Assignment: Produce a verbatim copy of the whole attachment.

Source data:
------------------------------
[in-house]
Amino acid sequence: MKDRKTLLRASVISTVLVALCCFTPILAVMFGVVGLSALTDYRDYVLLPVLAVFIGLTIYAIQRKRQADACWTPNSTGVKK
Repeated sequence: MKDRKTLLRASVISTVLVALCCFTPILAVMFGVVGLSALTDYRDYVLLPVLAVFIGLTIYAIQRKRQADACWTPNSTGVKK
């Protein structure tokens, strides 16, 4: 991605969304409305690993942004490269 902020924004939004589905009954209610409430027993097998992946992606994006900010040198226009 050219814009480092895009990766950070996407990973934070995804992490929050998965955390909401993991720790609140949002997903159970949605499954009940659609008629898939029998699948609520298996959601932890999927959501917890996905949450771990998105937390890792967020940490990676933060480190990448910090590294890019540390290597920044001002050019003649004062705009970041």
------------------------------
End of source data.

[in-house]
Amino acid sequence: MKDRKTLLRASVISTVLVALCCFTPILAVMFGVVGLSALTDYRDYVLLPVLAVFIGLTIYAIQRKRQADACWTPNSTGVKK
Repeated sequence: MKDRKTLLRASVISTVLVALCCFTPILAVMFGVVGLSALTDYRDYVLLPVLAVFIGLTIYAIQRKRQADACWTPNSTGVKK
């Protein structure tokens, strides 16, 4: 991605969304409305690993942004490269 902020924004939004589905009954209610409430027993097998992946992606994006900010040198226009 050219814009480092895009990766950070996407990973934070995804992490929050998965955390909401993991720790609140949002997903159970949605499954009940659609008629898939029998699948609520298996959601932890999927959501917890996905949450771990998105937390890792967020940490990676933060480190990448910090590294890019540390290597920044001002050019003649004062705009970041």